Monday, November 17, 2008
Coral study points to more harsh droughts
BY NYSSA SKILTON
17/11/2008 8:52:00 AM, The Canberra Times
New coral records have revealed Australia is likely to experience more frequent and intense droughts.
Scientists studying the tropical weather patterns stored in corals have discovered climate variability in the Indian Ocean has intensified during the 20th century. This suggests Australia and the region can expect less rain while eastern Africa gets wetter.
An international research team, led by the Australian National University, analysed corals from tropical waters north-east of Australia to build a picture of climate change going back to 1846.
Their findings are published in the journal Nature Geoscience, available online today.
To date, reliable records of the Indian Ocean Dipole a climate phenomenon similar to El Nino go back about 50 years.
Palaeoclimatologist Mike Gagan, of the ANU's Research School of Earth Sciences, said the researchers' techniques allowed them to analyse sea-surface temperature and salinity stretching back hundreds, even thousands, of years.
Indian Ocean Dipole events occur when the ocean temperature and winds along the equatorial Indian Ocean reverse from their normal state. These changes bring drought to western Indonesia and southern Australia and heavy rains to eastern Africa and southern India.
Dr Gagan said the frequency of dipole events was increasing. ''In the last 160 years, there's been about 21 dipole events that we can see, and there's only been about five very strong events,'' he said.
''But it turns out, four out of the five very strong events have occurred since 1960, and three of the very strong events have occurred since 1994.''
Dr Gagan said this meant farmers across southern Australia would not be able to rely on spring rains as they might have in the past.
''We have one dipole event every four years now on average. Who knows, there may be one every two years in 30 or 40 years,'' he said.
The researchers analysed giant porite corals, some aged 400 years, to glean information about past conditions. They drilled cores from the centre of the coral and studied the chemistry preserved in the skeleton of the coral.
''In trees, you get annual growth bands. In coral, you get annual changes in coral density, and you can count these annual density bands to keep track of the time,'' Dr Gagan said. ''We analyse it virtually month by month.''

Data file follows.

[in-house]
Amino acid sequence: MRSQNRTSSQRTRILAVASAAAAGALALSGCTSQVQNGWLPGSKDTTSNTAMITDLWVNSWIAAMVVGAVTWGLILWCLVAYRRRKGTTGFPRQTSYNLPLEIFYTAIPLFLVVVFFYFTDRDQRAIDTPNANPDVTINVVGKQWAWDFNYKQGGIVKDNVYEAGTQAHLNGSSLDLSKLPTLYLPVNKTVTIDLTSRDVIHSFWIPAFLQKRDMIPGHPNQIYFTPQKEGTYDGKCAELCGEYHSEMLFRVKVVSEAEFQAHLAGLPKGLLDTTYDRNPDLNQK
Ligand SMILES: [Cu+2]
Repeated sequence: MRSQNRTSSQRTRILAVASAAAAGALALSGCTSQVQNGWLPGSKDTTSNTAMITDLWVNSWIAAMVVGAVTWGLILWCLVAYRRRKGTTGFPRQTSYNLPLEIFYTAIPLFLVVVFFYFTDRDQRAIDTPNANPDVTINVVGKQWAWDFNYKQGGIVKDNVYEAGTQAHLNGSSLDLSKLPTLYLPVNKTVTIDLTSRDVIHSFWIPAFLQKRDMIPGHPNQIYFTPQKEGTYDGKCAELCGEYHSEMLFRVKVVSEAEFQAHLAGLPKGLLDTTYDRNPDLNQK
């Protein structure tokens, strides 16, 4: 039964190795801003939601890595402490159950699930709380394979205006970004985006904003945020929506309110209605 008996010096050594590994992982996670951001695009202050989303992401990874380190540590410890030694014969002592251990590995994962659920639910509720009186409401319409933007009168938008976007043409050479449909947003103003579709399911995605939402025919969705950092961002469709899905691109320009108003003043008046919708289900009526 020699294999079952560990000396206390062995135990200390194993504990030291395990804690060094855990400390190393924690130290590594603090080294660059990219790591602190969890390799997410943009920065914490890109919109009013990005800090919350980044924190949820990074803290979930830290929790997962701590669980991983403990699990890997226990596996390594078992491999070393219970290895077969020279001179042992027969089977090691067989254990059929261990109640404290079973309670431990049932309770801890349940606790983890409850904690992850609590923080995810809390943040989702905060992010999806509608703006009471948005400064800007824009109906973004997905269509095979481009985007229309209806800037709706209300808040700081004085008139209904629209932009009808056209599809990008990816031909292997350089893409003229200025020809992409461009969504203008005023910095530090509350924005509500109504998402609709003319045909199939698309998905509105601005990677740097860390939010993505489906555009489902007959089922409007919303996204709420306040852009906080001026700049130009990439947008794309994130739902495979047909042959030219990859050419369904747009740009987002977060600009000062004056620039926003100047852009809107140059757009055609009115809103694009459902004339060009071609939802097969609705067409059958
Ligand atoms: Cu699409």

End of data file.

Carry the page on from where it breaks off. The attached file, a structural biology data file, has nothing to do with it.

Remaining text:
He said the Indian Ocean Dipole was like ''the canary in the mine of climate change''.
But there was hope. ''If we can even level off CO2 and get it to be stable, even if it's a higher level, we might not like the climate that we have, but at least it's going to be more predictable and easier to adapt to,'' Dr Gagan said.
Droughts to become more frequent, severe: researchers
ABC News, Mon Nov 17, 2008
Canberra scientists say they have proven that the world's climate is changing faster than ever before.
The international research team drilled core samples from living corals off the Indonesian coast and found an increased frequency in the weather phenomenon known as the "Indian Ocean Dipole".
Like the El Nino weather effect, the Indian Ocean Dipole has a dramatic impact on the Australian climate, and can cause severe droughts.
Australian National University researcher Dr Mike Gagan says his coral samples show the dipole is occurring more regularly and that is changing Australian weather patterns.
"There's going to be not only more propensity for drought, there's going to be more variability," he said.
"If you get a dipole event superimposed onto an El Nino event, what may be a moderate El Nino event turns out to be a very strong drought."
Dr Gagan says the Dipole used to occur every 20 years, but is now happening about every four years.
He says Australia is in for more severe droughts in coming years.
"Now that we have a 160-year record we can see a clear trend towards more frequent dipole events," he said.
"When you look at what the climate models are telling us should happen as you warm the planet, a stronger Indian Ocean Dipole is something that climate models predict."